Network Rail has launched two independent taskforces to help it better manage its massive earthworks (cuttings and embankments) portfolio and its understanding and response to severe weather events.
It follows the tragic events near Stonehaven, Aberdeenshire, on 12 August, where a train derailment led to driver Brett McCullough, conductor Donald Dinnie and passenger Christopher Stuchbury sadly losing their lives.
Dame Julia Slingo, former chief scientist at the Met Office, will lead a weather action taskforce with the objective of better equipping Network Rail to understand the risk of rainfall to its infrastructure, drawing on the latest scientific developments in monitoring, real-time observations and weather forecasting.
Meanwhile, Lord Robert Mair will spearhead an earthworks management taskforce to see how Network Rail can improve the management of its massive earthworks portfolio, looking at past incidents, latest technologies and innovations and best practice from across the globe.
Network Rail's current safety management system provides a framework for the management of cuttings, embankments, structures and drainage. These have helped the company to limit the effects of rainfall on its infrastructure, but the national rail body says that events at Stonehaven on 12 August have shown that more understanding is needed to help mitigate the risks further.
Andrew Haines, Network Rail chief executive, said: “The Stonehaven tragedy resulted in three people losing their lives - this is a stark reminder that we must never take running a safe railway for granted.
“With more and more extreme weather and tens of thousands of earthwork assets across Great Britain, our challenge is massive. And while we are making record investment in these areas, we have asked world renowned experts, Dame Julia Slingo and Lord Mair, to help us address these issues as effectively as possible, and at pace.”
Transport secretary Grant Shapps said: “The incident at Stonehaven was an absolute tragedy and we must make sure we learn every possible lesson to ensure it is never repeated. I welcome these taskforces as a step towards understanding the issues involved and have also asked Network Rail for a wider assessment of the impact of poor weather on Britain’s network, with an interim report published in early September.”
Weather action task force:
Dame Julia Slingo FRS, meteorologist and former chief scientist at the UK Met Office, will lead a review of Network Rail’s capability to manage and understand the effects of heavy rainfall on the railway. It will look at:
- How the data and research collected by Network Rail could be used to understand likely levels of rainfall at a location level in the present and 10 years in the future, in order to estimate potential damage to infrastructure;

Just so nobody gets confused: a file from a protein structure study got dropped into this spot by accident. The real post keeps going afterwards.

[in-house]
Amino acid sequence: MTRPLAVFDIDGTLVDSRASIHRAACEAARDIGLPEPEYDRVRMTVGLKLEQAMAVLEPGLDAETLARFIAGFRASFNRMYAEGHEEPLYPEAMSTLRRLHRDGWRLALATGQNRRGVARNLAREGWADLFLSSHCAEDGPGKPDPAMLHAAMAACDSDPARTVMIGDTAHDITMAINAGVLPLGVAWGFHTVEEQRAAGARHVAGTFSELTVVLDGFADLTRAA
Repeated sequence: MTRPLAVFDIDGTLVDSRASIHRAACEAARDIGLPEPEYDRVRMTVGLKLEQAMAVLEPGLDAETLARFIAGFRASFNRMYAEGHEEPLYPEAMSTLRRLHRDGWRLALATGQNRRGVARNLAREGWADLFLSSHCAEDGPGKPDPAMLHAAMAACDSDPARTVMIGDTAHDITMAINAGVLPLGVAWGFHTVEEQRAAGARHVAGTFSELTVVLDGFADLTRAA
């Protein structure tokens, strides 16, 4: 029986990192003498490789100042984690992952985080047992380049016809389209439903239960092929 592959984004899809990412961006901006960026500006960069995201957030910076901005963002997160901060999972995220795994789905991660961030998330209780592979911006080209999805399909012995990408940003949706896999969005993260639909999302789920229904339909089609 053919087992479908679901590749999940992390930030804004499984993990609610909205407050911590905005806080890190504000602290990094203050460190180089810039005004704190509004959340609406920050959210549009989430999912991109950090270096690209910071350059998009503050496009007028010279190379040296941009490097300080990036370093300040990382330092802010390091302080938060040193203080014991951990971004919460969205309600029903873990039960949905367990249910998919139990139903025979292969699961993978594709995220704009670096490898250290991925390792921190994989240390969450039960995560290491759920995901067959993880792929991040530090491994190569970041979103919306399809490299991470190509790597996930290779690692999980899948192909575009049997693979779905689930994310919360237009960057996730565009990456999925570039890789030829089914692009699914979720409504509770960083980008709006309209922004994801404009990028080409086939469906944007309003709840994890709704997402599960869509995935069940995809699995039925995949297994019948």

- How data can be used to ensure future engineering decisions take local weather factors into account, and to better understand how changing land use or river management policies near the railway affect how quickly rain enters and leaves the system;
- The effectiveness of Network Rail’s use of existing forecasting and weather monitoring technology to identify where rainfall could pose a risk to the railway, and how that might be improved – for example through state-of-the-art nowcasting;
- The extent to which Network Rail has explored the potential of real-time weather monitoring technology;
- How Network Rail might use the weather expertise available to provide input into longer-term planning and procurement decisions – for example earthworks engineering, or providing guidance to track and rolling stock design specifications.
Earthworks management task force:
Lord Robert Mair, geotechnical engineer and member of the House of Lords select committee on science and technology, will look at Network Rail’s management of its earthworks – including high-risk assets such as cuttings and embankments. This work will cover:
- The effectiveness of Network Rail’s existing approach to managing drainage and earthworks assets, and whether or not a more integrated, co-ordinated approach is required;
- An independent view of the suitability of Network Rail’s controls framework – whether it is effective in controlling risks and whether it is too onerous for frontline engineers;
- Whether Network Rail has sufficient resources and skills to manage earthworks and drainage, and whether certain teams or regions could be strengthened
- What Network Rail might learn from other organisations with responsibility for managing earthwork risks;
- Whether Network Rail is fully aware of the latest technologies and whether or not they are deployed effectively.
Network Rail’s investment in its earthworks and drainage portfolio has increase significantly in recent years with its spend in 2009 to 2014 of £550m, increasing to £952m from 2014 to 2019, and with a budget of £1.3bn from 2019 to 2024.